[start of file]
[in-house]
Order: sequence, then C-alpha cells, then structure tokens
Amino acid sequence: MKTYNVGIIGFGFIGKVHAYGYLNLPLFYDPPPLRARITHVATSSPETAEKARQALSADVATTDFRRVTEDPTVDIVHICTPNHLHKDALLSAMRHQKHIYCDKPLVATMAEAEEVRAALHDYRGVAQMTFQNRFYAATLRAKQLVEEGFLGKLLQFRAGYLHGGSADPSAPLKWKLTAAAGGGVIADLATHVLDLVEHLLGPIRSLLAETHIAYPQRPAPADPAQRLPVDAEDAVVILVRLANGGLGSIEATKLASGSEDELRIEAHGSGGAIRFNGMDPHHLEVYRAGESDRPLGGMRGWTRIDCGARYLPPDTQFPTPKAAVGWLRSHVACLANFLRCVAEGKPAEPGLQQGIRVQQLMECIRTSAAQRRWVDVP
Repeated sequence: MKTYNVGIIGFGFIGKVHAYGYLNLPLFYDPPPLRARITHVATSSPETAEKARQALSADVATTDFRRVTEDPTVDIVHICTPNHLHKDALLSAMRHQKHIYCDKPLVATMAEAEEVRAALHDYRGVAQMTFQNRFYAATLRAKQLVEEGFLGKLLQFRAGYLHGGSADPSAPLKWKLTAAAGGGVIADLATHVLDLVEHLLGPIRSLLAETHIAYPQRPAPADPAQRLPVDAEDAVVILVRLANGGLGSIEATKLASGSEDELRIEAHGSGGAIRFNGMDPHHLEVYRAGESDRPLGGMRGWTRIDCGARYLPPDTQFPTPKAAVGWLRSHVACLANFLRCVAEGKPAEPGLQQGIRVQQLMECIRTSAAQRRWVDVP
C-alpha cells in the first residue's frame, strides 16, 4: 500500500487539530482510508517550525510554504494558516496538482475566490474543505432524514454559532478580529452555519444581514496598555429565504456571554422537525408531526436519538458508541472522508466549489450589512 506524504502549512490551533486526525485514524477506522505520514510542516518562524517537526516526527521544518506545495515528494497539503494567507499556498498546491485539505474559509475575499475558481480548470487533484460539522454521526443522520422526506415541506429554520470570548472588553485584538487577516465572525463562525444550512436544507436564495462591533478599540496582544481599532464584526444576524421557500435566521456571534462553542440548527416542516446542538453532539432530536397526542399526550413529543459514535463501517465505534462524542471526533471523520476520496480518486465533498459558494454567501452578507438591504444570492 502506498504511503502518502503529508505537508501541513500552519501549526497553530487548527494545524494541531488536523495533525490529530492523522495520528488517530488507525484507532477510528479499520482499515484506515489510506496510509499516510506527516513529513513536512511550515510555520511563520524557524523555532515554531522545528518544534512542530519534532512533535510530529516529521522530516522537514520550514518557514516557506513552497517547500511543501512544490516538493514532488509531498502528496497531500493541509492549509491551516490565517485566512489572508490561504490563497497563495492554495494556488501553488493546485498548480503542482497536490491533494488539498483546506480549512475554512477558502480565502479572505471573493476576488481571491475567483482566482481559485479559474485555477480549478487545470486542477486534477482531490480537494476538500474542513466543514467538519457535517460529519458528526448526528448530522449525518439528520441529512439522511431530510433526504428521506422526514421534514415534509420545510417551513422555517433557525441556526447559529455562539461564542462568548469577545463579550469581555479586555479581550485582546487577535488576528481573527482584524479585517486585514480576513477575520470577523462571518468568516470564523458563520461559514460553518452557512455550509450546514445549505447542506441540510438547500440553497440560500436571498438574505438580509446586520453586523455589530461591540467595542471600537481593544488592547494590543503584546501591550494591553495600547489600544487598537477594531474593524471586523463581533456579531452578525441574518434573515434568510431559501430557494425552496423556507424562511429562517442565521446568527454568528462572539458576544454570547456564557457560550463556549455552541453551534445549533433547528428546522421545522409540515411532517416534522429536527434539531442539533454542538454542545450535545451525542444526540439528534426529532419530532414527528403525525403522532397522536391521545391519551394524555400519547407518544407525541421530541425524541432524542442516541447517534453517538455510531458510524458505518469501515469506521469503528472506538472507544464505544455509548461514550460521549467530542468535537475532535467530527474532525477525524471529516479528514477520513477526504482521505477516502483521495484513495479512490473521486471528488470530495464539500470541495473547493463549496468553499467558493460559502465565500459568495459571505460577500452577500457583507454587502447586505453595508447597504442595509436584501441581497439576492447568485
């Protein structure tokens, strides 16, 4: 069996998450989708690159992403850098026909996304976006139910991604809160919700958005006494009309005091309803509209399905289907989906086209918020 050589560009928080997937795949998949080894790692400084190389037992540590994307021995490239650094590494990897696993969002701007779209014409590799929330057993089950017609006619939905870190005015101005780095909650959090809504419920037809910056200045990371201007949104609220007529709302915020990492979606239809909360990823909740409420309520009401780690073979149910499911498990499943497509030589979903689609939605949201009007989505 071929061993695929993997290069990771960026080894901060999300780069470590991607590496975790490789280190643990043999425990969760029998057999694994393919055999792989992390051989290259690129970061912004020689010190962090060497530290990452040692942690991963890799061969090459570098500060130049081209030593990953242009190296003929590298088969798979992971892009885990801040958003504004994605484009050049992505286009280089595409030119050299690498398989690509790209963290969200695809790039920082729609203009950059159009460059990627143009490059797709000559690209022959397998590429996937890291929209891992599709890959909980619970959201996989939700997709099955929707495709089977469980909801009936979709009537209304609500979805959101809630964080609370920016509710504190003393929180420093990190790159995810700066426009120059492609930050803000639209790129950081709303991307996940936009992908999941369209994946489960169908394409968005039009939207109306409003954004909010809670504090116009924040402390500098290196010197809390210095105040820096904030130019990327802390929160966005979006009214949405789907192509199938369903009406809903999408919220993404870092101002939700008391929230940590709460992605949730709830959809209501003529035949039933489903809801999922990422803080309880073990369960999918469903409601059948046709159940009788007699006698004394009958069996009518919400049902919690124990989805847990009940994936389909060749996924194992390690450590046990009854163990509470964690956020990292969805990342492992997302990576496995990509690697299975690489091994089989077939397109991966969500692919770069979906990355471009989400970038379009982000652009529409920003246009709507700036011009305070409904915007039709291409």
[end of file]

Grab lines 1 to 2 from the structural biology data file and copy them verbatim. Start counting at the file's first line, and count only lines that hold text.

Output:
[in-house]
Order: sequence, then C-alpha cells, then structure tokens